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Marilyn Jackson is leaving Muhammad Ali Center CEO position

Marilyn Jackson is the outgoing CEO and president of the Muhammad Ali Center.
Chris Bayer
Marilyn Jackson is the outgoing CEO and president of the Muhammad Ali Center.

Marilyn Jackson is leaving her position as CEO and President of the Muhamad Ali Center in Louisville. She held the post for a little over two years.

Marilyn Jackson was named Muhammad Ali Center CEO in December of 2021.

She’s leaving the organization to become President and CEO of the American Alliance of Museums, based in Washington, D.C.

Jackson’s new role will help her to support institutions like the Ali Center nationally.

“Museums and cultural institutions have taken a hit over the years with a lack of funding competition. It's an opportunity for us to really strengthen the sector moving forward,” Jackson said of her new position.

Jackson said she aims to stay on as Ali Center president and CEO until mid-April. She starts at the American Alliance of Museums April 22

When she looks back on her tenure at the Ali Center, Jackson said her biggest accomplishment surrounds ideas from the strategic plan released in June 2022.

“Coming out of that strategic plan, we have expanded our corporate partnerships, we've expanded our community partnerships,” Jackson said. “We've built a whole new incredible website that is drawing visitors from around the world in unique ways and is really the digital place to learn about Muhammad Ali, as well as learn about the center and what we're doing.”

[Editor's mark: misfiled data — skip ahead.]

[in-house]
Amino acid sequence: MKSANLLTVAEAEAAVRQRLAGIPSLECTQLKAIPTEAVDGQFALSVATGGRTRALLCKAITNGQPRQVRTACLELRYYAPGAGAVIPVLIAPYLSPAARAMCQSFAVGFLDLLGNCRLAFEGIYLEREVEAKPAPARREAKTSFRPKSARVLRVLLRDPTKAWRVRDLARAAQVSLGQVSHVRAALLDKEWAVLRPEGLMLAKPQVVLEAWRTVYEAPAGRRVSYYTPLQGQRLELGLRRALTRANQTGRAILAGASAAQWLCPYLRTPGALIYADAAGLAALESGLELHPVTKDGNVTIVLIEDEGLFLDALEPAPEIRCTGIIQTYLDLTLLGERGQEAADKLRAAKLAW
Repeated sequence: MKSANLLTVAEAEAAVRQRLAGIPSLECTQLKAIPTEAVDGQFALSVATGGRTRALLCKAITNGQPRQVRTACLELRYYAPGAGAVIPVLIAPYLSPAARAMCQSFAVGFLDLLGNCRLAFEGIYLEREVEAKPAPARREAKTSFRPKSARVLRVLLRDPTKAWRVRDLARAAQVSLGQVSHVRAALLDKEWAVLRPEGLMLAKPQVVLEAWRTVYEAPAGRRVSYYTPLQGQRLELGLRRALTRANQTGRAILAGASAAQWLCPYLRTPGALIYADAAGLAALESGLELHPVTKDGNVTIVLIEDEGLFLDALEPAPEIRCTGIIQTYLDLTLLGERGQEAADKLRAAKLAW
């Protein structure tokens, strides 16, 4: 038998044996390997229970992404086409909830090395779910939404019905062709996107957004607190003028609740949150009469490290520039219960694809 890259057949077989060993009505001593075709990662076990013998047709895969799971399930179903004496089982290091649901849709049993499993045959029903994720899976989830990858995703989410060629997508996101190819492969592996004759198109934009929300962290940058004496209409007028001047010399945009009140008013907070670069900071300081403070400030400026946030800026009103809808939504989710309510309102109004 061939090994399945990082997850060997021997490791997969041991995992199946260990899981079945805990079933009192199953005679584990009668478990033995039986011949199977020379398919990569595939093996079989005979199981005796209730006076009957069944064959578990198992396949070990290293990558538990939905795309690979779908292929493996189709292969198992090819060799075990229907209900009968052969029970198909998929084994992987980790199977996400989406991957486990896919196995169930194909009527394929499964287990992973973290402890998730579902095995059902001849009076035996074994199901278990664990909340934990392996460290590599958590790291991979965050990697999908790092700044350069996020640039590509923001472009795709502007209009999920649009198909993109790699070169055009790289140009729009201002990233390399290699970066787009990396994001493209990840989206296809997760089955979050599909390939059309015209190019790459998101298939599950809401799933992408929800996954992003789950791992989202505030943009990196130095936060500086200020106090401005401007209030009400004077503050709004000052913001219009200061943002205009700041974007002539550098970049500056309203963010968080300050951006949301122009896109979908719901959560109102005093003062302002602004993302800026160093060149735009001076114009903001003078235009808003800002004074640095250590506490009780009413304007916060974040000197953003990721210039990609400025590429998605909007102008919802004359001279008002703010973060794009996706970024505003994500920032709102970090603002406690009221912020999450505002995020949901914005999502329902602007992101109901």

She also cited the start of the first-year college curriculum centered around racial and social justice at Ali Center staff helped develop for Hanover College. Jackson said several other colleges have expressed interest in initiating the curriculum at their institutions.

Jackson hopes this has laid a strong foundation and direction for whoever follows her as the Ali Center’s CEO and president.

Nicole Yates has been named as the chair of the transition team to help find Jackson’s replacement. Other members include former Louisville mayor Greg Fisher, Ingrid Gentry, Bennie Ivory, Stephen Reily and Muhammad Ali’s widow Lonnie Ali.

Jackson said whoever is chosen to succeed her needs to have strong skills in management, fundraising and leadership. But most important is understanding Muhammad Ali in his totality.

“His transition from a boxer to an activist, to a humanitarian to a peacemaker, to a diplomat, and [someone who] can understand how his life can help people lead their life,” Jackson said.

This story has been updated with additional information.

Breya Jones is the Arts & Culture Reporter for LPM. Email Breya at bjones@lpm.org.